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Monday, May 20, 2013

An Effect in Search of a Purpose

I shot this photo of my parents' rooftop a few years ago, and wrote the text tonight. I had no particular purpose in mind, just the notion that the sky in the background seemed empty, wanting for prose. And so I supplied some. I'm certain a real artist could put this effect to good use.


"Jeffification II" said...

This is not bad. I think you should try out a few more iterations along this line.

"Jeffification II (a)" said...

I've been thinking about this piece some more. I've seen a few gallery pictures that go along the same line. I'm sure you could use Internet search to find artists who use text with images, maybe Walker Evans.

What I see is the go-to standard for Earl woods: the rectilinear world. The lettering is ruled along the major lines of the piece. You've even chosen a tall rectilinear font, although somehow a little curved serif breaks through the stoic gridwall of Earl-dom.

The words don't at all match the picture. Almost as an aside, the reason a viewer wants texture is because texture defines contour. Contour is an illusion in a two-dimensional space, such as a photograph or a drawing. The artist must carefully compose the line and texture to achieve the look of three dimensional contour, but the effect is broken if you hold the picture so that you are looking at it sidelong. Decades of watching movies and television have trained us not to do that.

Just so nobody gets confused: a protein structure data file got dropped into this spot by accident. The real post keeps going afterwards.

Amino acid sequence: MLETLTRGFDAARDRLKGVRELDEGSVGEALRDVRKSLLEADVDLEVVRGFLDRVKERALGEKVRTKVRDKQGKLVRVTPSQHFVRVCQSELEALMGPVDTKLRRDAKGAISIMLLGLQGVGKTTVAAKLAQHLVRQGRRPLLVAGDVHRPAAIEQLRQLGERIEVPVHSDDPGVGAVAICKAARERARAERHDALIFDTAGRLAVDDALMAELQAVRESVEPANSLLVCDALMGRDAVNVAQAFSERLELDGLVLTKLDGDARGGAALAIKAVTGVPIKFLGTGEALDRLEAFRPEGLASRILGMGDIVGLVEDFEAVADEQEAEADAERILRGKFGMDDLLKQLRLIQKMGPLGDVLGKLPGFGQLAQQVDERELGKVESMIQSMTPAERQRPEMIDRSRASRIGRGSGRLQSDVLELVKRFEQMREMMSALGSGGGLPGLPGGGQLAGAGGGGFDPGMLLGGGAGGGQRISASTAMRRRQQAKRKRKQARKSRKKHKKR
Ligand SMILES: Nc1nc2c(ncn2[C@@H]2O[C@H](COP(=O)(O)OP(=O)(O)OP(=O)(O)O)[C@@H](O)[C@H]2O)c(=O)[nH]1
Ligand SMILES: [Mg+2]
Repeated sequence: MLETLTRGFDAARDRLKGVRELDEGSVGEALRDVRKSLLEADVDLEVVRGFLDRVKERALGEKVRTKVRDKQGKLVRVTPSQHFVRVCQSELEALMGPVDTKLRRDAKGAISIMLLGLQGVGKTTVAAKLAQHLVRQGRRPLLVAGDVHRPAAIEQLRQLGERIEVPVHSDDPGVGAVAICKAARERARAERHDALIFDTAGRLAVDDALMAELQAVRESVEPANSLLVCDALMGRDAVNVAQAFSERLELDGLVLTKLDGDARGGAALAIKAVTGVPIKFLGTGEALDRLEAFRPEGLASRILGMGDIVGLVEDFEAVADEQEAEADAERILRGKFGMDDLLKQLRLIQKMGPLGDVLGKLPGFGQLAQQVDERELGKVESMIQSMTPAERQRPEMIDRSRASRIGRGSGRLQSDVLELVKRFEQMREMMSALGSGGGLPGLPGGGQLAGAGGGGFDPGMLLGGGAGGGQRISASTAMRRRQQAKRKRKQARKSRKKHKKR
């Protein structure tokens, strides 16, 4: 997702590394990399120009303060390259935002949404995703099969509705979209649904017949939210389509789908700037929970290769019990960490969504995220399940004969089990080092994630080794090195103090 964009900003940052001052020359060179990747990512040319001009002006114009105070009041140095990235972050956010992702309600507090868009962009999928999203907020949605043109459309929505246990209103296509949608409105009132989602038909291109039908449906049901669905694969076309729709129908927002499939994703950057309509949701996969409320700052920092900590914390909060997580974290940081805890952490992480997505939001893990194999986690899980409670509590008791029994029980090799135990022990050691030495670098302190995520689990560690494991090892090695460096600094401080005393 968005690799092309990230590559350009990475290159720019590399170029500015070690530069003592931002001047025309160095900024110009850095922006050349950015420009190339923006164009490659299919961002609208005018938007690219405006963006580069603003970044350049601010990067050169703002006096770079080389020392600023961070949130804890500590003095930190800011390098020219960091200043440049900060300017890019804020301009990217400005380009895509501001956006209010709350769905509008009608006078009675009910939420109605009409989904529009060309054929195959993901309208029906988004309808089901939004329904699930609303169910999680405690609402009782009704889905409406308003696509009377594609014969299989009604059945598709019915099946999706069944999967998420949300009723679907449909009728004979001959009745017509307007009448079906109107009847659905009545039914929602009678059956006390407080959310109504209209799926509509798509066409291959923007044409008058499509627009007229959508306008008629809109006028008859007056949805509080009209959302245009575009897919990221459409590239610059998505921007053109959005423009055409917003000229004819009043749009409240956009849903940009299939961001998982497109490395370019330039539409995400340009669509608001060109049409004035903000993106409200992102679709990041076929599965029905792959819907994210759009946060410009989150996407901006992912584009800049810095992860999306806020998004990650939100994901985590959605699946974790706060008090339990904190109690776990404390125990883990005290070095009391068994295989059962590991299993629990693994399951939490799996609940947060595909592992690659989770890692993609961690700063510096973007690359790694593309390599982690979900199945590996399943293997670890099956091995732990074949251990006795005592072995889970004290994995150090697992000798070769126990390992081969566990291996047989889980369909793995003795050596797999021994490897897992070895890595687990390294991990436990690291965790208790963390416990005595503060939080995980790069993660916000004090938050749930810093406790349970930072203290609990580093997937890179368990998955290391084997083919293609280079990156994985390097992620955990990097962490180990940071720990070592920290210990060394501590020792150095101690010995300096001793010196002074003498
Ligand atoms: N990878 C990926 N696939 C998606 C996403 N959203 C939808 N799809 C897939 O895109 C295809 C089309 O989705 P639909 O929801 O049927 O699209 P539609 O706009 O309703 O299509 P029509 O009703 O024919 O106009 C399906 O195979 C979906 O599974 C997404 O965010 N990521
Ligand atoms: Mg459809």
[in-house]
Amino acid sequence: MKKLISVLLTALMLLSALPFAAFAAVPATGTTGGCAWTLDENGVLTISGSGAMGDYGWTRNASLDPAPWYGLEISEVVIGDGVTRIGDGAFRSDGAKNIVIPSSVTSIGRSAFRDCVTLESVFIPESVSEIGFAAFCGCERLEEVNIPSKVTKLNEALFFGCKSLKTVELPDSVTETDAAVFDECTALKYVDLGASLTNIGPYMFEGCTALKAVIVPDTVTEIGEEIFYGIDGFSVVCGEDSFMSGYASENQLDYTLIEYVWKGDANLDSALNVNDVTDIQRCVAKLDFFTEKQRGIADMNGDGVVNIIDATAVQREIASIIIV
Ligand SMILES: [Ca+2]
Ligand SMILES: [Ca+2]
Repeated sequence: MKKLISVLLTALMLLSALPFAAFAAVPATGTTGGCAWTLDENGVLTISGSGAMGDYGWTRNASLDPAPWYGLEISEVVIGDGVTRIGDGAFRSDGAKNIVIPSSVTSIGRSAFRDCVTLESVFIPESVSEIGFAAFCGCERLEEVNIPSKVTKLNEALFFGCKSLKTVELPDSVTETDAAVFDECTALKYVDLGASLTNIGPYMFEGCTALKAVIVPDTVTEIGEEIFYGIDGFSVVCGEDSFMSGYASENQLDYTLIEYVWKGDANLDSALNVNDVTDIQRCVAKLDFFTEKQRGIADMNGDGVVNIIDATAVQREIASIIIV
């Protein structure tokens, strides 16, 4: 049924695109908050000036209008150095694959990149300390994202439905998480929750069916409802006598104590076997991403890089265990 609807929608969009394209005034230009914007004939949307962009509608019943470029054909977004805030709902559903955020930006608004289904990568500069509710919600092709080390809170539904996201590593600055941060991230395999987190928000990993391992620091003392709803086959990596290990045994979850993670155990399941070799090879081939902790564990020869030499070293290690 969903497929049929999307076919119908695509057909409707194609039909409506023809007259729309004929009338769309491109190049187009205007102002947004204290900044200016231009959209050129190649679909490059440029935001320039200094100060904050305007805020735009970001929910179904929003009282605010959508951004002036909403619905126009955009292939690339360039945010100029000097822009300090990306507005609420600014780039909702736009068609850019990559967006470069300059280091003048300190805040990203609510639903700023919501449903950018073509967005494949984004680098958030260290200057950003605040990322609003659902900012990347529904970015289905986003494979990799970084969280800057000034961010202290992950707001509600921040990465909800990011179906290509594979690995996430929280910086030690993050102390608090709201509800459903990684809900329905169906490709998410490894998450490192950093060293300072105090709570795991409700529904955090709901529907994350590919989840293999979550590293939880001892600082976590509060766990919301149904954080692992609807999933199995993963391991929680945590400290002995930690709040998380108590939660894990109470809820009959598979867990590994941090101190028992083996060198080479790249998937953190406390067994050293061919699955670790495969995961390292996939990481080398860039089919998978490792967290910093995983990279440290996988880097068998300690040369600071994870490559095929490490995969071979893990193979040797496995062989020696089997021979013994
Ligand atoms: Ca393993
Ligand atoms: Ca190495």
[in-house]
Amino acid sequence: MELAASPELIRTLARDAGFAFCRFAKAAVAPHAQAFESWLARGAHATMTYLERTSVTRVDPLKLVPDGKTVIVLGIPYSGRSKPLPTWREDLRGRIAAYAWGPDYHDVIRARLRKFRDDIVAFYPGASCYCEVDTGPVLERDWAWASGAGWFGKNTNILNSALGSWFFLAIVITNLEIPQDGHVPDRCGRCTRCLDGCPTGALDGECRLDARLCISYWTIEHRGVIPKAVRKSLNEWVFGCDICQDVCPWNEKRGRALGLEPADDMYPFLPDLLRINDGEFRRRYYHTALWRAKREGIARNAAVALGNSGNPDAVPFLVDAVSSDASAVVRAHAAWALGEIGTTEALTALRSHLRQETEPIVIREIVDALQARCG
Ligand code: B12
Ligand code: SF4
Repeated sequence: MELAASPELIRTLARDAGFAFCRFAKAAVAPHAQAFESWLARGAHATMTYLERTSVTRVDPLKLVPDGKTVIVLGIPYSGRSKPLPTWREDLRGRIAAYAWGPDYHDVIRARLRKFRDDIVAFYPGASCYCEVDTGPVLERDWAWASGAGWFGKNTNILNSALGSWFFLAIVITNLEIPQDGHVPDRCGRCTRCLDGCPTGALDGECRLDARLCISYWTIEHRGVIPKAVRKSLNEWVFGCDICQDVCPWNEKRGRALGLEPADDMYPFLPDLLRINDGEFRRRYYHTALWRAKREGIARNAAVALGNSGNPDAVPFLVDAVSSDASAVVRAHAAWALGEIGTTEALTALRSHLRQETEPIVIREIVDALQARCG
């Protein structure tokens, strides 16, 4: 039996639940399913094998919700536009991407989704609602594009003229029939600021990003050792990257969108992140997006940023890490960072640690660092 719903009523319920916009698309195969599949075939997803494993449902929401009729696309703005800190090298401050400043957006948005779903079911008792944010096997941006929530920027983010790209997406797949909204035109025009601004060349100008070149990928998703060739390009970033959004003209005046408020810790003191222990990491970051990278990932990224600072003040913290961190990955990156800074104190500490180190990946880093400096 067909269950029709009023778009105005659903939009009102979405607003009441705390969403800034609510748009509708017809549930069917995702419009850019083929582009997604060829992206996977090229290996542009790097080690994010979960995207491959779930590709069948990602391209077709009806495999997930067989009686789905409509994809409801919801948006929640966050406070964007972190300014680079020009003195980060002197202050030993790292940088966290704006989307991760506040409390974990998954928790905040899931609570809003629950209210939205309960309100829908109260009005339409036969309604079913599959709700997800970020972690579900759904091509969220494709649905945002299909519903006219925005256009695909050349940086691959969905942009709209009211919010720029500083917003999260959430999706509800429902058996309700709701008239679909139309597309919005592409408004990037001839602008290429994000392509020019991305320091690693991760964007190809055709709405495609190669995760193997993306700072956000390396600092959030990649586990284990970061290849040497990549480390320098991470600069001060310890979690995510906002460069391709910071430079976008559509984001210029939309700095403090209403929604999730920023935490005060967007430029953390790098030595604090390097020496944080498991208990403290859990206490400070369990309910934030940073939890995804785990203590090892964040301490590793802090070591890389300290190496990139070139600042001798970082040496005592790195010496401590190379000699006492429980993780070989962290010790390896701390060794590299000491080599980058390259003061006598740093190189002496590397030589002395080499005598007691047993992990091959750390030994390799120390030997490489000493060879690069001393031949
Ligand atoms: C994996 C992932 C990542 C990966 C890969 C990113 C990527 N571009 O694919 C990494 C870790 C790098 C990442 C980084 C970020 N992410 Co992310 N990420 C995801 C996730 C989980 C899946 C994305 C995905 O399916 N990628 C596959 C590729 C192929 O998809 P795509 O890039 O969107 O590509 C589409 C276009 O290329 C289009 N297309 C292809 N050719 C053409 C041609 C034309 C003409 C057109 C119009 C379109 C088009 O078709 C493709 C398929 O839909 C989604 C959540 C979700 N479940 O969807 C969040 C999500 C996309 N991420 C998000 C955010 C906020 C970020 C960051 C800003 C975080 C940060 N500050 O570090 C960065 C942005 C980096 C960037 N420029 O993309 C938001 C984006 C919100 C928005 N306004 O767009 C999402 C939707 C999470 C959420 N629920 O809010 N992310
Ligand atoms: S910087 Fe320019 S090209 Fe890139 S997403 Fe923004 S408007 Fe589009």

Your words show off a hidden texture that cannot ever be photographed or drawn, and that's the attractive thing about this piece. It's maybe a bit like taking a rubbing off an engraving (think Indiana Jones And The last Crusade) - there's a blank space, and then it's filled with mysterious words. You capture the words to look at them later in detail by performing the rubbing.

My suggestion is to find a curvilinear context for your art. Ruled lines are too restrictive, and your statement that a "real artist" could do more shows how bound by those rules you feel yourself to be (which is a very selfless thing to share with the world).

Follow the straight rules only as far as you need to go to get things done in good measure, but bend the rules to get past the forces of regulation and inhibition. That's real art, such as it is.